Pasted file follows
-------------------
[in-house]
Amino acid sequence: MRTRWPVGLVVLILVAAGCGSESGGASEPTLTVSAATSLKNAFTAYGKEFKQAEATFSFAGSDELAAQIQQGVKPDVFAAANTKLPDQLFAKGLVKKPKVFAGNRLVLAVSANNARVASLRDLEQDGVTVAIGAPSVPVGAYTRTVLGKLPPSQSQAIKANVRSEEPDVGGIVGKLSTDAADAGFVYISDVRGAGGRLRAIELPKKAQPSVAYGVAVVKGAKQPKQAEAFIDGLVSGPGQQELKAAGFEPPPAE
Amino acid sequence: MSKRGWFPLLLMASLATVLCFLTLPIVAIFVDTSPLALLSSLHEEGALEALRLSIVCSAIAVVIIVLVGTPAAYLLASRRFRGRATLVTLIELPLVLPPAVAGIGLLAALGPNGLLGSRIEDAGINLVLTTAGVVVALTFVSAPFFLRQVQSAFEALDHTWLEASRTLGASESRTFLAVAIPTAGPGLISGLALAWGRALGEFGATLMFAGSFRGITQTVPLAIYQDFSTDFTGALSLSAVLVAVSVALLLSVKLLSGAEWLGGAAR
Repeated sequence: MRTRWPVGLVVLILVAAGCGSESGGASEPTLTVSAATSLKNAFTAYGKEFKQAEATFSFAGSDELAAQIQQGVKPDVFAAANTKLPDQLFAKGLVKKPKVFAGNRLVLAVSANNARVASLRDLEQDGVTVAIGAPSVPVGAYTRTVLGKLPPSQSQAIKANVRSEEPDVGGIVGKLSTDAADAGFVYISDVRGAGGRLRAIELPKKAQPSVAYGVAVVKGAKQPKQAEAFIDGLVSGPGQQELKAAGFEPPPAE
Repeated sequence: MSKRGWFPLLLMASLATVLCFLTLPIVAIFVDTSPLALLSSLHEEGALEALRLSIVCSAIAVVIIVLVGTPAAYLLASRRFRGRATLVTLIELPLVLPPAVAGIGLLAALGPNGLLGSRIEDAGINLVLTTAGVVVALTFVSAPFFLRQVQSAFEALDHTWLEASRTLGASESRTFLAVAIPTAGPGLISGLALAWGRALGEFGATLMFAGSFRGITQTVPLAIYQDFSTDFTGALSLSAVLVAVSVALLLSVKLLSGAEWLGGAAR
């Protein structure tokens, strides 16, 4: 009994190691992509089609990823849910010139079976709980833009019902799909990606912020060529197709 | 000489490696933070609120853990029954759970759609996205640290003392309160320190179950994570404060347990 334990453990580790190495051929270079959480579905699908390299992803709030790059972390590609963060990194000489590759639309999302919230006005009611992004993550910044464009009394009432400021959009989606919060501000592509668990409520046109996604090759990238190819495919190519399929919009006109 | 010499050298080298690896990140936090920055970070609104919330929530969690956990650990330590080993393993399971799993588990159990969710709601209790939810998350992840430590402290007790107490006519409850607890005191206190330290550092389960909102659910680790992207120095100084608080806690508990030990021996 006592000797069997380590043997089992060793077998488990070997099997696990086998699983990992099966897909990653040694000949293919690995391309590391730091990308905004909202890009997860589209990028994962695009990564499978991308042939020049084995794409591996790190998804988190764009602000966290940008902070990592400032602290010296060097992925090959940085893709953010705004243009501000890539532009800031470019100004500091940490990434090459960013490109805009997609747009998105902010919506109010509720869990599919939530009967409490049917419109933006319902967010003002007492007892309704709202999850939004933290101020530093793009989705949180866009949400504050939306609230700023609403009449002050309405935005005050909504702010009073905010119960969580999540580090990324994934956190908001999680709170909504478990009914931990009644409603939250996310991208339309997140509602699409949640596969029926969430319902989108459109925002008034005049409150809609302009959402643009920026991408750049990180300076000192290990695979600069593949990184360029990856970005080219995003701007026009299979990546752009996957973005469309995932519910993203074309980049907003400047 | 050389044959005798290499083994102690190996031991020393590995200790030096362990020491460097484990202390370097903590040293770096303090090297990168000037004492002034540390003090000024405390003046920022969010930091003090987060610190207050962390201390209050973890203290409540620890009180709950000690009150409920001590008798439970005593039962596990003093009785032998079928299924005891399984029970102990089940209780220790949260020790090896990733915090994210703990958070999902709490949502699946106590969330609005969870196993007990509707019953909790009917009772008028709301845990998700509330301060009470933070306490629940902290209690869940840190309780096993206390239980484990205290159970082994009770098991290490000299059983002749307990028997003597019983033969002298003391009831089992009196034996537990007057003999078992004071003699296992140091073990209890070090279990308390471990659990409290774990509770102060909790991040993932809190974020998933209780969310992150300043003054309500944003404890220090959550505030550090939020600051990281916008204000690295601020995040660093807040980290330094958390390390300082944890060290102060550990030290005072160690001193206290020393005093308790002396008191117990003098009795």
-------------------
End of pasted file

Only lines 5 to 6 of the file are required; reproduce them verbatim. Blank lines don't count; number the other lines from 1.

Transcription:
Repeated sequence: MSKRGWFPLLLMASLATVLCFLTLPIVAIFVDTSPLALLSSLHEEGALEALRLSIVCSAIAVVIIVLVGTPAAYLLASRRFRGRATLVTLIELPLVLPPAVAGIGLLAALGPNGLLGSRIEDAGINLVLTTAGVVVALTFVSAPFFLRQVQSAFEALDHTWLEASRTLGASESRTFLAVAIPTAGPGLISGLALAWGRALGEFGATLMFAGSFRGITQTVPLAIYQDFSTDFTGALSLSAVLVAVSVALLLSVKLLSGAEWLGGAAR
């Protein structure tokens, strides 16, 4: 009994190691992509089609990823849910010139079976709980833009019902799909990606912020060529197709 | 000489490696933070609120853990029954759970759609996205640290003392309160320190179950994570404060347990 334990453990580790190495051929270079959480579905699908390299992803709030790059972390590609963060990194000489590759639309999302919230006005009611992004993550910044464009009394009432400021959009989606919060501000592509668990409520046109996604090759990238190819495919190519399929919009006109 | 010499050298080298690896990140936090920055970070609104919330929530969690956990650990330590080993393993399971799993588990159990969710709601209790939810998350992840430590402290007790107490006519409850607890005191206190330290550092389960909102659910680790992207120095100084608080806690508990030990021996 006592000797069997380590043997089992060793077998488990070997099997696990086998699983990992099966897909990653040694000949293919690995391309590391730091990308905004909202890009997860589209990028994962695009990564499978991308042939020049084995794409591996790190998804988190764009602000966290940008902070990592400032602290010296060097992925090959940085893709953010705004243009501000890539532009800031470019100004500091940490990434090459960013490109805009997609747009998105902010919506109010509720869990599919939530009967409490049917419109933006319902967010003002007492007892309704709202999850939004933290101020530093793009989705949180866009949400504050939306609230700023609403009449002050309405935005005050909504702010009073905010119960969580999540580090990324994934956190908001999680709170909504478990009914931990009644409603939250996310991208339309997140509602699409949640596969029926969430319902989108459109925002008034005049409150809609302009959402643009920026991408750049990180300076000192290990695979600069593949990184360029990856970005080219995003701007026009299979990546752009996957973005469309995932519910993203074309980049907003400047 | 050389044959005798290499083994102690190996031991020393590995200790030096362990020491460097484990202390370097903590040293770096303090090297990168000037004492002034540390003090000024405390003046920022969010930091003090987060610190207050962390201390209050973890203290409540620890009180709950000690009150409920001590008798439970005593039962596990003093009785032998079928299924005891399984029970102990089940209780220790949260020790090896990733915090994210703990958070999902709490949502699946106590969330609005969870196993007990509707019953909790009917009772008028709301845990998700509330301060009470933070306490629940902290209690869940840190309780096993206390239980484990205290159970082994009770098991290490000299059983002749307990028997003597019983033969002298003391009831089992009196034996537990007057003999078992004071003699296992140091073990209890070090279990308390471990659990409290774990509770102060909790991040993932809190974020998933209780969310992150300043003054309500944003404890220090959550505030550090939020600051990281916008204000690295601020995040660093807040980290330094958390390390300082944890060290102060550990030290005072160690001193206290020393005093308790002396008191117990003098009795």